Research Projects & Networks

Hew Locke’s The Procession

“A colossal collage”; “An epic poem”; “A sort of puzzle”: Hew Locke’s own descriptions of his work The Procession, Tate Britain’s Duveen Galleries Commission for 2022, provide an eloquent indication of the installation’s complexity, scale and ambition. Locke’s monumental creation – made up of scores of life-sized, handmade figures, clothed in a kaleidoscopic array of multicoloured garments, carrying a series of spectacular flags – are arranged as if moving forward in a great carnivalesque cavalcade.

Allied to its sheer visual power, The Procession claims sustained attention thanks to its multifaceted references to a wide range of highly charged topics, histories and themes. These include the narratives of carnival, post-colonial trade, slavery, environmental disaster, empire and revolution. The work is also open to being read in relation to the work of other modern and contemporary artists, to Locke’s own earlier practice and to the longstanding artistic tropes of monumental sculpture, history painting and collage. As a Duveen commission, it also consciously operated in active, critical dialogue with the spaces, collections and histories of the Tate itself.

The Procession generated an extraordinary amount of critical praise on its unveiling in March 2022, and stunned and intrigued visitors for many months afterwards. The work was subsequently redisplayed at the Baltic Centre for Contemporary Art in Gateshead between February and June 2023, where it continued to inspire interest and analysis. Responding to Locke’s remarkable installation, the Paul Mellon Centre commissioned the film-maker Jérome Monnot to collaborate with nine scholars and curators, and with the artist himself, to make a series of short films about The Procession. Each of these individually authored films approaches Locke’s work from a different perspective, and focuses on a distinctive topic or theme. Featuring extensive footage of the work in situ at the Duveen Galleries, and a wide range of comparative images, these films can be enjoyed both on their own and in combination. We encourage viewers to begin by watching the film made with Hew Locke himself, by way of an introduction. The rest of the films can be watched in any order.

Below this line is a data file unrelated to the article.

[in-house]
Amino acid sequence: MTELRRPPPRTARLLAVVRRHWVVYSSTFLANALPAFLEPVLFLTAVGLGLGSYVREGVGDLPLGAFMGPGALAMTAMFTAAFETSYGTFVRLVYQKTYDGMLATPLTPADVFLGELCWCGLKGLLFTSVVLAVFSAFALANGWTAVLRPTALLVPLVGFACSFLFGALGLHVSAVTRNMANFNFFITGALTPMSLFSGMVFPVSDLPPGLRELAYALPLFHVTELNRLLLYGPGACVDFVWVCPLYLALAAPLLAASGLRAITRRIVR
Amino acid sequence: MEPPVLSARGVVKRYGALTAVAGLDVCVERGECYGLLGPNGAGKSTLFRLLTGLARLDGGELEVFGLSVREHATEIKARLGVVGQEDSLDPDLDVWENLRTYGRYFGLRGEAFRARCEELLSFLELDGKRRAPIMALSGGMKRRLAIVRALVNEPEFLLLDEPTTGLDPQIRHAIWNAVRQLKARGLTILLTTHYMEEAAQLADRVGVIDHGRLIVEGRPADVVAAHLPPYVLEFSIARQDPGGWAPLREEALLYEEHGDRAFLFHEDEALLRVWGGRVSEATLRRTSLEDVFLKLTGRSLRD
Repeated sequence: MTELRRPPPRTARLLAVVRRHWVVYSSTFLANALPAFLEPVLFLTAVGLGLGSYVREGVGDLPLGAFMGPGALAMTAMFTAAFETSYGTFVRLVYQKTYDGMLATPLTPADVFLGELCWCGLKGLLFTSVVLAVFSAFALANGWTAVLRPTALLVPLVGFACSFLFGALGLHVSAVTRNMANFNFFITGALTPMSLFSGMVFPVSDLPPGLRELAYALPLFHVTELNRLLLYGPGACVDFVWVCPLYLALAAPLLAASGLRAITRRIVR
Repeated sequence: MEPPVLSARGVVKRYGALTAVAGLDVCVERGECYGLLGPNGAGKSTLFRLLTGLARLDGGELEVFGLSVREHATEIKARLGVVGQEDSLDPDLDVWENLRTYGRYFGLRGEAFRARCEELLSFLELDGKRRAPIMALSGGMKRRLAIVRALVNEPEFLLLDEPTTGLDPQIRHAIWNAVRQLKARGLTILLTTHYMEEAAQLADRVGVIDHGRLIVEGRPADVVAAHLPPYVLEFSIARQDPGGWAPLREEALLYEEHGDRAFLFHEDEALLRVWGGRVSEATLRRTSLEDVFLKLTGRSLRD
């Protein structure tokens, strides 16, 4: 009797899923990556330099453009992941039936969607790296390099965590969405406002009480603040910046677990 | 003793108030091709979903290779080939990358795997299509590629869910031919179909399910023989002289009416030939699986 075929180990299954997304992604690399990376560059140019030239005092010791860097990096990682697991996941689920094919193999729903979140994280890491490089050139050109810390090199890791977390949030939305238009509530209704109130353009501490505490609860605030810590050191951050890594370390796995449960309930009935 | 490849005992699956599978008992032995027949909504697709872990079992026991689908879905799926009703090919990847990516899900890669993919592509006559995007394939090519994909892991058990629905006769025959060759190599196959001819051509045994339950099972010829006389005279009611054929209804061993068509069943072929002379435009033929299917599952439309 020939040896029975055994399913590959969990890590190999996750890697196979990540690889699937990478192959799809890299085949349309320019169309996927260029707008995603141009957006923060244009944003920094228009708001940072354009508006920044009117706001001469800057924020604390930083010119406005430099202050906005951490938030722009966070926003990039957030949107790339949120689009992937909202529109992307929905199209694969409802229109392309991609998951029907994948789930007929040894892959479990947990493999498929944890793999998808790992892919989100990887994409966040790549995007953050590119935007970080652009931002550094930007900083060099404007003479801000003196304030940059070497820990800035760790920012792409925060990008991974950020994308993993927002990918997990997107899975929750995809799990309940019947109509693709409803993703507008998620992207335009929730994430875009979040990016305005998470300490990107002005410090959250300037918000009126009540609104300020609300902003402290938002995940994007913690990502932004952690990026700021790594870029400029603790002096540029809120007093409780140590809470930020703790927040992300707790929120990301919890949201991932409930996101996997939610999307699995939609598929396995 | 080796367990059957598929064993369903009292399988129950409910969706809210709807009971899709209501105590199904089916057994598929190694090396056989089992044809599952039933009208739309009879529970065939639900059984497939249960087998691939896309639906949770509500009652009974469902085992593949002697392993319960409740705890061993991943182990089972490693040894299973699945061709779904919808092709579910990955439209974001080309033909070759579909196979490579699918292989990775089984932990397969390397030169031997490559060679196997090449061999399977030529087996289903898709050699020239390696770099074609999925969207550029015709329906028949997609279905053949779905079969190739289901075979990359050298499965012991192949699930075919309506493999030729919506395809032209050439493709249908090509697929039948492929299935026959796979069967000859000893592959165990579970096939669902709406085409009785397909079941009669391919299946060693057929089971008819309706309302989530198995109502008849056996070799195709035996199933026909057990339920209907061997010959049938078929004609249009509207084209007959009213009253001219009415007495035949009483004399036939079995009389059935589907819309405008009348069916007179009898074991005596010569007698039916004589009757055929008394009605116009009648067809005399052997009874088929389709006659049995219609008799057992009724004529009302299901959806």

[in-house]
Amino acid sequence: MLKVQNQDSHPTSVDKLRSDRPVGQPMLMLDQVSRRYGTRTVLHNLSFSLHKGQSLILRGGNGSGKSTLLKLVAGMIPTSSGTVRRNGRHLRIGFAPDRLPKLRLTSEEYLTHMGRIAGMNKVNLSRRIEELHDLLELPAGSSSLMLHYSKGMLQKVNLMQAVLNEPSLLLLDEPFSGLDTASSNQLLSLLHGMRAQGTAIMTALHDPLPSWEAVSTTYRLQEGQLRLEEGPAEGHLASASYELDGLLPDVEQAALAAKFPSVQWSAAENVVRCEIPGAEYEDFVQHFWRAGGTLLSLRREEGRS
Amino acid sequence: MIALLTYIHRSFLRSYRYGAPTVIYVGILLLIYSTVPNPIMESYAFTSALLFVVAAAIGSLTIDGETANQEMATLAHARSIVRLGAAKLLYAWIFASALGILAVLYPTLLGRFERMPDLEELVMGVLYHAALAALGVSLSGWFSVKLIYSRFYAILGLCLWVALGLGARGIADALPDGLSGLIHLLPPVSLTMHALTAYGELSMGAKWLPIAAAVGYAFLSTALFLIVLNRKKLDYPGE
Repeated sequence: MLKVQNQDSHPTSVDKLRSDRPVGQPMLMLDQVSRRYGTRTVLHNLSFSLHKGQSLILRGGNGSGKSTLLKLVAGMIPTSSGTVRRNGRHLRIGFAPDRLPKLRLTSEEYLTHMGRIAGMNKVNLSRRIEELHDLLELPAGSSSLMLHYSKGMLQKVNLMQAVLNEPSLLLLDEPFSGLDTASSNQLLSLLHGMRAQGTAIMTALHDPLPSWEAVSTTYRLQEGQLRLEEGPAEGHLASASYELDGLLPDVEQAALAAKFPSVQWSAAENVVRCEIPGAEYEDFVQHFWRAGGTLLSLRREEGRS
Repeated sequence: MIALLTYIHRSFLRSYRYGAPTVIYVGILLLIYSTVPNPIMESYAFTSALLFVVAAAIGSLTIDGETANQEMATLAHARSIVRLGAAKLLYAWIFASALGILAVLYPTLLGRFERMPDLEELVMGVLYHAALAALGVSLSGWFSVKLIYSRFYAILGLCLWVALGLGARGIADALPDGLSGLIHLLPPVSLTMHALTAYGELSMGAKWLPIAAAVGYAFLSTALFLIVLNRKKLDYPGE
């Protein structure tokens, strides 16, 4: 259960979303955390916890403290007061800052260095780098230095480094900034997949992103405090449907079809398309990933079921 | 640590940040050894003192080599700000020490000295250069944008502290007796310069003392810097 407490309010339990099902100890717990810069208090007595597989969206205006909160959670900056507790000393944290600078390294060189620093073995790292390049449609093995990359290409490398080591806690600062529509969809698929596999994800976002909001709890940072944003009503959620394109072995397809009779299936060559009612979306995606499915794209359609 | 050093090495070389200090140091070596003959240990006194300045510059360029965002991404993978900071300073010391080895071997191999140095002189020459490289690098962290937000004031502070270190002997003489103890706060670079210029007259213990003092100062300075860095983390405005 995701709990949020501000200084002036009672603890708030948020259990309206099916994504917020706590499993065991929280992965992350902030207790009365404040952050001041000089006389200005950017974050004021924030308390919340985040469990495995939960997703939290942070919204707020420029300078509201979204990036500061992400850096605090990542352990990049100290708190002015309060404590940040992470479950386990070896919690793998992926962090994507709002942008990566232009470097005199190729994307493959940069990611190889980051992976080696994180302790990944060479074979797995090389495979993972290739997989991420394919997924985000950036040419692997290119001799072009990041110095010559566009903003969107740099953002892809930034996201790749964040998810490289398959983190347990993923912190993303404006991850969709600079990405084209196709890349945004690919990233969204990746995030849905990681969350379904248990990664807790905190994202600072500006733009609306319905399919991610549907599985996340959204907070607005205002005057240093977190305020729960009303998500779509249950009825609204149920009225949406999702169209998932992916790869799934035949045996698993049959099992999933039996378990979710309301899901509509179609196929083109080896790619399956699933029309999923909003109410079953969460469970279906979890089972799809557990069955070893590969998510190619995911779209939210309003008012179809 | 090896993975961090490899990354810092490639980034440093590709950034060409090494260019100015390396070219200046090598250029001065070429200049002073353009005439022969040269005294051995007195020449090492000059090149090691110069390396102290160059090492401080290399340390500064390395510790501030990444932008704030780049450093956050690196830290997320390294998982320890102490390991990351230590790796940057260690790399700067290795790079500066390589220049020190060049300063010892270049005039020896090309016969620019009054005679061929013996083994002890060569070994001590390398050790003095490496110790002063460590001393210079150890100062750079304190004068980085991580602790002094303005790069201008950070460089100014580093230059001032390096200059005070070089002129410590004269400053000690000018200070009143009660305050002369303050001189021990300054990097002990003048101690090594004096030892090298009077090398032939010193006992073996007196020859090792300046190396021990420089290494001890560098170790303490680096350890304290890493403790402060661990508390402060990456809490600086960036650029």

Together, these ten short films aim to provide an exploration of The Procession that approaches the richness, complexity and ambition of the installation itself and will provide access to the work after its deinstallation.